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Post feature RSS My semi-pro recording environment

My game has a ton of recorded voice in it, some of it contributed by me. Here's the home setup I use to get it done.

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In the VO recording world, no combination of gear and room construction ever gets you to Perfect. But let me be clear: this janky setup just barely works for my purposes, which right now is recording voiceovers and song vocals for my video game.


Okay, what are we looking at here?

There’s a Porta-Booth foam-lined box at the top. I stick my head partially inside of it to record. It’s 10% more dignified than recording inside a sleeping bag fort. You might be getting excited about the Porta-Booth being a miracle replacement for a full-sized booth or treated room. But don’t rush out to buy one. For cutting down room reverb, it gets you maybe halfway to the deadness of a proper booth. And for best results, you have to ostrich-bury your head into the box. This is what I see when I record:


I’ve got the script tucked under the pop shield, and I make furtive glances down at it between lines, working to keep my mouth close to the mic. In the summer, this is a sweaty, fidgety effort. The mic is a Shure SM58, the AK47 of microphones – cheap, robust, reliable, and unremarkable. It’s very “good enough”. The mic plugs in via XLR cable into a Zoom R16, which records to an SD card.


In the past, I recorded directly to a laptop. But I found that a dedicated recorder like the one above gave me some advantages:

  • support for the cheaper XLR-based mics that I like
  • recording with multiple mics plugged in (in pre-Covid times, I’d sometimes set up with 4+ VO actors recording together)
  • no whirring of fans or hard drives
  • no worrying about what might be running on a computer that competes for CPU or USB bandwidth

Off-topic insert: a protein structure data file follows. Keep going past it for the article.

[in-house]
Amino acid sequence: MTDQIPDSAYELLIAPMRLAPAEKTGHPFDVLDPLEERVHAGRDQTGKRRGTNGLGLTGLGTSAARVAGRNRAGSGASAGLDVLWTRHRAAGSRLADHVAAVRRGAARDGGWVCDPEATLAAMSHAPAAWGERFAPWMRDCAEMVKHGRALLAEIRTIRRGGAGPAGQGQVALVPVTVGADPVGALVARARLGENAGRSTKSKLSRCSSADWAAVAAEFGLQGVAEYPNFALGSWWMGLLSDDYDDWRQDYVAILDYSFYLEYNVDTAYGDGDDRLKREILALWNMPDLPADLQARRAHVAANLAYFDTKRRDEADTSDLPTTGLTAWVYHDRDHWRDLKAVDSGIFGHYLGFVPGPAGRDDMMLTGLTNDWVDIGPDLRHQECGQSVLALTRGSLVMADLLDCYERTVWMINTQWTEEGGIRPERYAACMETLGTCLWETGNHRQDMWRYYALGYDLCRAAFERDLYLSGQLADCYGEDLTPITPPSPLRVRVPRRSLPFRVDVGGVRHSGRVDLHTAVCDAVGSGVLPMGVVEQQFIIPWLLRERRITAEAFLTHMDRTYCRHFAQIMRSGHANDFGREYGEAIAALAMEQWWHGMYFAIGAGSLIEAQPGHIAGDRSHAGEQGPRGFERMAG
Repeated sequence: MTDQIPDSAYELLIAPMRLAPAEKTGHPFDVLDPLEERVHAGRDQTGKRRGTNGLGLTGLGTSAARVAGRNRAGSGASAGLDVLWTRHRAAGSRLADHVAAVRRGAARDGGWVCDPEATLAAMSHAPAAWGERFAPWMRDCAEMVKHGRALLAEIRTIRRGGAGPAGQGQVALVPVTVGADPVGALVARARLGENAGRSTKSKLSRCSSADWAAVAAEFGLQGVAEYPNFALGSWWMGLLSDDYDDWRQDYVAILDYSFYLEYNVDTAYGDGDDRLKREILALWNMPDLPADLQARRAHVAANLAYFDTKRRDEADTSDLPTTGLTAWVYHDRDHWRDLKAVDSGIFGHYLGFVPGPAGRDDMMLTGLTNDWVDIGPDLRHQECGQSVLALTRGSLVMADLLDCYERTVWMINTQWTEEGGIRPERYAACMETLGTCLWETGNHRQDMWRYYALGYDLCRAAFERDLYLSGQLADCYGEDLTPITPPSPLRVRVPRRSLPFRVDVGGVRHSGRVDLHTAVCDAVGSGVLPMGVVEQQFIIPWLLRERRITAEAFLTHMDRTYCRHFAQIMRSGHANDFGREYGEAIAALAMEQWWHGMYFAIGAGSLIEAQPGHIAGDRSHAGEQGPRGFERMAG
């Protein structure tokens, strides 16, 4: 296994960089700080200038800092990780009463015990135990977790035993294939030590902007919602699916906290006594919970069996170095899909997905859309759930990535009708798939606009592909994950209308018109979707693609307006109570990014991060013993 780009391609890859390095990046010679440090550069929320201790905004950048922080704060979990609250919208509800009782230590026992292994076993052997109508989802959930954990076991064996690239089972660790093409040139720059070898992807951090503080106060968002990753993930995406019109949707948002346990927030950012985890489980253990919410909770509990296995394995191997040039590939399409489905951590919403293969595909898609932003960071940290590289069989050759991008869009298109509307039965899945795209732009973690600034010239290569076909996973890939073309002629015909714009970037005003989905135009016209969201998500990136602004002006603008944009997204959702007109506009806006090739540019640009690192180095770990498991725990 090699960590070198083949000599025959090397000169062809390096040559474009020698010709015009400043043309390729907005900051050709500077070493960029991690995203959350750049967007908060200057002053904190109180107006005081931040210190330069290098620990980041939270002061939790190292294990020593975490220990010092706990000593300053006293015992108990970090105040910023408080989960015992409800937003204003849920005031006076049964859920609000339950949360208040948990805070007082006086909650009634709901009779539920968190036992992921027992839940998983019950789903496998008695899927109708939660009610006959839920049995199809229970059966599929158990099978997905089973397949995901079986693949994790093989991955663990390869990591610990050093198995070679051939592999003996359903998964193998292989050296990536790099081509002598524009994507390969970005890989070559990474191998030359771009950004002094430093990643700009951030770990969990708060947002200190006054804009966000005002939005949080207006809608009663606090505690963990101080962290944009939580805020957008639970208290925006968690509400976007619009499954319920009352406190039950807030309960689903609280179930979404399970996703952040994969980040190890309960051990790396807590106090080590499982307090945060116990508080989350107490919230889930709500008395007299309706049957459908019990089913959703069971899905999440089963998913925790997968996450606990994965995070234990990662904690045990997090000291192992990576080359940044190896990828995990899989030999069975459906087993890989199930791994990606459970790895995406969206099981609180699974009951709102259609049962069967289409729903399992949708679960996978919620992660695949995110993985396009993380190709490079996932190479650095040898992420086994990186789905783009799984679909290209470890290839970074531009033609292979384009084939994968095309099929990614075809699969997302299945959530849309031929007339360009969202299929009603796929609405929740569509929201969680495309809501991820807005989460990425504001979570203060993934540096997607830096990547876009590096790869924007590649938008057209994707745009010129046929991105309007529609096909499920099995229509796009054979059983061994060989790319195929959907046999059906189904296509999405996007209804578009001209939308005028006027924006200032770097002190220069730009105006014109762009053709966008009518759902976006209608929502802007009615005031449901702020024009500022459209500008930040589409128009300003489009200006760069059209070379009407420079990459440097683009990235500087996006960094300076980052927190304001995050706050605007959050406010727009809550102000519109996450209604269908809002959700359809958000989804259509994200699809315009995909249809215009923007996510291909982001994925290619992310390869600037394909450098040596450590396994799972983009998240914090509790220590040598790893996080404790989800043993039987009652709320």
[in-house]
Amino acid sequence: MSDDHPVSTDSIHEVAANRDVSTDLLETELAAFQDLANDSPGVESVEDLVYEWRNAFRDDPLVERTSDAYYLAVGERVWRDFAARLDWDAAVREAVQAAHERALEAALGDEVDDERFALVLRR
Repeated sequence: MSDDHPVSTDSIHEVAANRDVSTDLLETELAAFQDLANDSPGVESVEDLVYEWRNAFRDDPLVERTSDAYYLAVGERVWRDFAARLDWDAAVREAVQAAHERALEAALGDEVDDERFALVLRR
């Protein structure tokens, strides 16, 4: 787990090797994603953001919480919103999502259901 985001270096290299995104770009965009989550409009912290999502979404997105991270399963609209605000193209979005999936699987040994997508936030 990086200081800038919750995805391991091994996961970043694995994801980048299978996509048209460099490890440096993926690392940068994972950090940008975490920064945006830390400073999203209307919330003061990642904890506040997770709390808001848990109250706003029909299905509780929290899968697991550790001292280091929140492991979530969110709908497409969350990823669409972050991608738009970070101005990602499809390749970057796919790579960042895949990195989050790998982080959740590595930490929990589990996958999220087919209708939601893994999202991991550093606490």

This model, the Zoom R16, particularly appeals to me because it doesn’t try to be too fancy. For example, it’s missing the EQ knobs of a typical console. Why would I want those? The audio is going over to the computer – I’ve got EQ and five million filters that can be applied in software.

Generally speaking, a modern computer is a chaotic mess of little demons you have no control over. Your machine will get upgraded and manipulated in various ways at the whims of product managers at Apple, Microsoft, and Google. My DAW software will crash inexplicably. It probably has something to do with Software X never being tested with Software Y. We’re all running a complicated set of pending catastrophes on our machines, and it keeps getting worse. Jonathan Blow’s talk on this was great, if you want to go down that hole.

Having a simple, dedicated piece of recording hardware keeps me sane. The only bad thing about using the Zoom is I have to ferry files over to my computer to work on them.


When I get ready to record, I listen for airplanes (I live by an airport) and the neighbor’s dog barking (he particularly hates my singing). And in the summer, there’s the extra step of turning off the fan and closing the door to my office. It’s terrifying how fast the room heats up after I shut the door.


The video below is an example of results achieved with this janky setup.

And by the way, I am not affiliate-linking any of this gear. The only thing I’m sorta pitching is my video game, The Godkiller, which will have about 90 minutes of recorded story dialogue in it, and a dozen songs with vocals.

On the shelf next to this minor jumble of audio tech, are plans to build a Dawbox, which would be a proper recording booth. The kind you can put your whole body inside of instead of just your head. Oh, what a luxury that would be!

The Godkiller is a 3D puzzle-solving adventure game under development. It will release January 1st, 2022 on Steam for Windows and Mac. Wishlist today!


Awesome job on your game, and I admire your dedication to your noise floor!
Well done little article!

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ErikH2000 Author

MichaelMusicSoundGuy, thank you! (super-late reply, sorry)

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